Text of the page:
Parts of this are, let's be honest, bloody brilliant. On the other hand, parts of this are, to be equally forthright, tediously dull. Gans can't seem to make up his mind whether this is an action film, a horror movie, a costume drama, a political thriller or a romance, and he's not (yet) the kind of film-maker who can switch genres like that. His strengths lie in capturing energy, not in characterisation, and it shows. Le Bihan is a naturalist sent to provincial France to investigate attacks by a mysterious beast, along with his Mohawk henchman (Dacascos).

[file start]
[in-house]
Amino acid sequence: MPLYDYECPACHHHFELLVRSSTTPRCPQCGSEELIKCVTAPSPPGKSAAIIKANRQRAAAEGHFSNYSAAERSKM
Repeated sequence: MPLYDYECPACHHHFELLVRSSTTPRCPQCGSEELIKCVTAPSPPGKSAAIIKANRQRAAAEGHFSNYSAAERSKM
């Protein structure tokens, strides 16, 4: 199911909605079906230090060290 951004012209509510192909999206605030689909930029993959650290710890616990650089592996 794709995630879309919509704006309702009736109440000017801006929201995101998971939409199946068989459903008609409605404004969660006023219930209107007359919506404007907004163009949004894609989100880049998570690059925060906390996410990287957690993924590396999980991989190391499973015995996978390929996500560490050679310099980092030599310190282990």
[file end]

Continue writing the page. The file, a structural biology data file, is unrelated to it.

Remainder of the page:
They uncover a web of intrigue, he falls in love, they take on the beast and its masters in a series of dazzling set-pieces, so good they make you forget to question why everyone in 18th-century France (never mind the odd visiting American Indian!) seems to know martial arts. But with a running time of 140+ minutes, there's plenty of space in need of filling, and the content is largely not up to the task. Some gleefully show-off moments of imagery, notably the one in which a prostitute's breasts are transformed into snowy French countryside, may briefly stir you from shaking your popcorn bucket. However, you get the feeling Gans is just killing time, waiting for the next bout of le kung-fu, and the audience is likely with him on that.